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Abigail Thernstrom

Abigail Thernstrom

Abigail Thernstrom is a former a senior fellow at the Manhattan Institute in New York and the vice-chair of the U.S. Commission on Civil Rights. She also serves on the board of advisors of the U.S. Election Assistance Commission and was a member of the Massachusetts state Board of Education for eleven years. She received her Ph.D. from the Department of Government, Harvard University, in 1975. She is also a recipient of the prestigious 2007 Bradley Prize for Outstanding Intellectual Achievement.

Thernstrom and her husband, Harvard historian Stephan Thernstrom, are the co-authors of No Excuses: Closing the Racial Gap in Learning (Simon & Schuster, October 2003), named by both the Los Angeles Times and the American School Board Journal as one of the best books of 2003 and the winner of the 2007 Fordham Prize for Distinguished Scholarship.

They also collaborated on America in Black and White: One Nation, Indivisible (Simon & Schuster), which the New York Times Book Review, in its annual end-of-the-year issue, named as one of the notable books of 1997.

They are the editors of a Beyond the Color Line: New Perspectives on Race and Ethnicity. Their lengthy review of William G. Bowen and Derek Bok's much-noticed work, The Shape of the River, appeared in the June 1999 issue of the UCLA Law Review.

Thernstrom's 1987 work, Whose Votes Count? Affirmative Action and Minority Voting Rights (Harvard University Press) won four awards, including the American Bar Association's Certificate of Merit, and the Anisfield-Wolf prize for the best book on race and ethnicity. It was named the best policy studies book of that year by the Policy Studies Organization (an affiliate of the American Political Science Association), and won the Benchmark Book Award from the Center for Judicial Studies. Along with her husband, she also won the 2004 Peter Shaw Memorial Award given by National Association of Scholars.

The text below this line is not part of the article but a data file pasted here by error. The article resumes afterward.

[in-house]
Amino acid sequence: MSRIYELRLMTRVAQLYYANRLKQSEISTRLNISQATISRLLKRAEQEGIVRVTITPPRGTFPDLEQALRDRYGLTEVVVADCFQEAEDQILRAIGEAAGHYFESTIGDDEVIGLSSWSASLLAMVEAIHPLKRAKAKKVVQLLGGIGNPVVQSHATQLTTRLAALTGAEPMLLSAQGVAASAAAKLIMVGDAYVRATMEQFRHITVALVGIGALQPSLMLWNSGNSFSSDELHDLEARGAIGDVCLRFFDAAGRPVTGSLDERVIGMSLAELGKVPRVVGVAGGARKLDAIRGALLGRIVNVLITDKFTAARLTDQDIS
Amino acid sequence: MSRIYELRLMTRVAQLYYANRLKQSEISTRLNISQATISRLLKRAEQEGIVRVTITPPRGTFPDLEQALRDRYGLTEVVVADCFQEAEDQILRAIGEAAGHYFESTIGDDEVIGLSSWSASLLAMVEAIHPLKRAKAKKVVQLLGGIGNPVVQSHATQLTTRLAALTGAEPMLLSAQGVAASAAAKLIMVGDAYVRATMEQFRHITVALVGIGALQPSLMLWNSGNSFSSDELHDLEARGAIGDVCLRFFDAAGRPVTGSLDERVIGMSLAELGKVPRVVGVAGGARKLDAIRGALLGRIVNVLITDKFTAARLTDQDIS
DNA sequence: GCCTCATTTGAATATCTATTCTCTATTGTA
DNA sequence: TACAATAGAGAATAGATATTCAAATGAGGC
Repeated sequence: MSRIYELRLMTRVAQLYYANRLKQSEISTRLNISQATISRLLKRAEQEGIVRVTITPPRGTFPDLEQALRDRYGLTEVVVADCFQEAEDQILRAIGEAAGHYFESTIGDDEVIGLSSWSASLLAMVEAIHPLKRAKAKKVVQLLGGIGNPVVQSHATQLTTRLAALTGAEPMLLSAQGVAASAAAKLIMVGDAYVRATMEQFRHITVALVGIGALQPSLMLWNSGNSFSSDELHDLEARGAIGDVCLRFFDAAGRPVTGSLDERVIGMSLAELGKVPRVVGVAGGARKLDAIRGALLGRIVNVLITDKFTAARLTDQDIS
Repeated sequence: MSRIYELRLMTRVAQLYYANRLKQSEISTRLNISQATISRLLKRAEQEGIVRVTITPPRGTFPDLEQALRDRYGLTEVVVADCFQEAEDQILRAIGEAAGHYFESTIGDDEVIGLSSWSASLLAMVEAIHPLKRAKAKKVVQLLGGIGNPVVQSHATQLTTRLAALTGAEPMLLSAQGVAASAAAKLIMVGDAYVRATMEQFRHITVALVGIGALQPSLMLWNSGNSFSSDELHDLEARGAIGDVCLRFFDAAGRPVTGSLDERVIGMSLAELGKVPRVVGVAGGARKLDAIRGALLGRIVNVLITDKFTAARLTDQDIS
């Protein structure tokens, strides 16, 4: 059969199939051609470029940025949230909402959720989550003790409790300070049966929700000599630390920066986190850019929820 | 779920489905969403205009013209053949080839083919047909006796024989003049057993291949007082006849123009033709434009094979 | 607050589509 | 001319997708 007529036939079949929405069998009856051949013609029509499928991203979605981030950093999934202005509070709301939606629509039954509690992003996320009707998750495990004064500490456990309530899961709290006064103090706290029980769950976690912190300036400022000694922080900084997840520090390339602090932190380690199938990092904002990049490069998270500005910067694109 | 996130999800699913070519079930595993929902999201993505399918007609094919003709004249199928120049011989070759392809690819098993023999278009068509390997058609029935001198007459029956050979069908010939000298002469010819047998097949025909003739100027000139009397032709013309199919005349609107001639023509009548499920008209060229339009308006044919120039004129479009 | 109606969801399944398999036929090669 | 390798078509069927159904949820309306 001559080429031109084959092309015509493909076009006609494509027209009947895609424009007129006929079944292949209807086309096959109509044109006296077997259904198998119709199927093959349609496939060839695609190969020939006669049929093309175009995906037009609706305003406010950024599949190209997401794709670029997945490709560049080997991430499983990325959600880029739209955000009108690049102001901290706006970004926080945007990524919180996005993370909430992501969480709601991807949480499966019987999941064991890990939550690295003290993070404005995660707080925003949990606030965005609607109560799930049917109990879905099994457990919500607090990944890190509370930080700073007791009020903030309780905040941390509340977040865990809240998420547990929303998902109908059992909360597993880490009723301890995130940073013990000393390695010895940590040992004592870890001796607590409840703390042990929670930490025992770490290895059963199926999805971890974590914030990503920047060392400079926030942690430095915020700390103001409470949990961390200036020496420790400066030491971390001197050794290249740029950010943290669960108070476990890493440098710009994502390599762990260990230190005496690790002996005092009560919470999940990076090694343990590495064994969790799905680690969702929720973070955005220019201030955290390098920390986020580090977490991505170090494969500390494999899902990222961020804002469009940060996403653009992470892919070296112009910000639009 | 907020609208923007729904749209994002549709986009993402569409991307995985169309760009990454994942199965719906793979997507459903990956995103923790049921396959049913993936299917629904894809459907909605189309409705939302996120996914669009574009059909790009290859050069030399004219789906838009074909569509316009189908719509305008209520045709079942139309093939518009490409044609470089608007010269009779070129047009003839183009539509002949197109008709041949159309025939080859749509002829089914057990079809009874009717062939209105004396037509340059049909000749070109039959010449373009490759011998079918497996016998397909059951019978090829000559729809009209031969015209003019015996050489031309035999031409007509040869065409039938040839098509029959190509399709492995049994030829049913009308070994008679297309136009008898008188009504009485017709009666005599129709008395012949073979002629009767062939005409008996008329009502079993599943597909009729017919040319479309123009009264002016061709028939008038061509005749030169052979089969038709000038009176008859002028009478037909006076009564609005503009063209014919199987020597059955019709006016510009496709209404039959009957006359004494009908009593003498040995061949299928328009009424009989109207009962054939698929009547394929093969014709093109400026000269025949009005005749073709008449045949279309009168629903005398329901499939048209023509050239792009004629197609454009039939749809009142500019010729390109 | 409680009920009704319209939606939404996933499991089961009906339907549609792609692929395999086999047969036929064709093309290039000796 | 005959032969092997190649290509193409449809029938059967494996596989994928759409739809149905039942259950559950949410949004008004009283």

She is currently completing a new book: Voting Rights—and Wrongs: The Elusive Quest for Racially Fair Elections (American Enterprise Institute Press, 2009, with an introduction by Juan Williams).

Her frequent media appearances have included Fox News Sunday, Good Morning America, and This Week with George Stephanopoulos. For some years, she was a stringer for The Economist, and continues to write for a variety of journals and newspapers, including the Wall Street Journal, the Los Angeles Times, the New York Times and the (London) Times Literary Supplement.

She serves on several boards: the Center for Equal Opportunity and the Institute for Justice, among others. From 1992 to 1997 was a member of the Aspen Institute's Domestic Strategy Group.

President Clinton chose her as one of three authors to participate in his first "town meeting" on race in Akron, Ohio, on December 3, 1997, and she was part of a small group that met with the President again in the Oval Office on December 19th.

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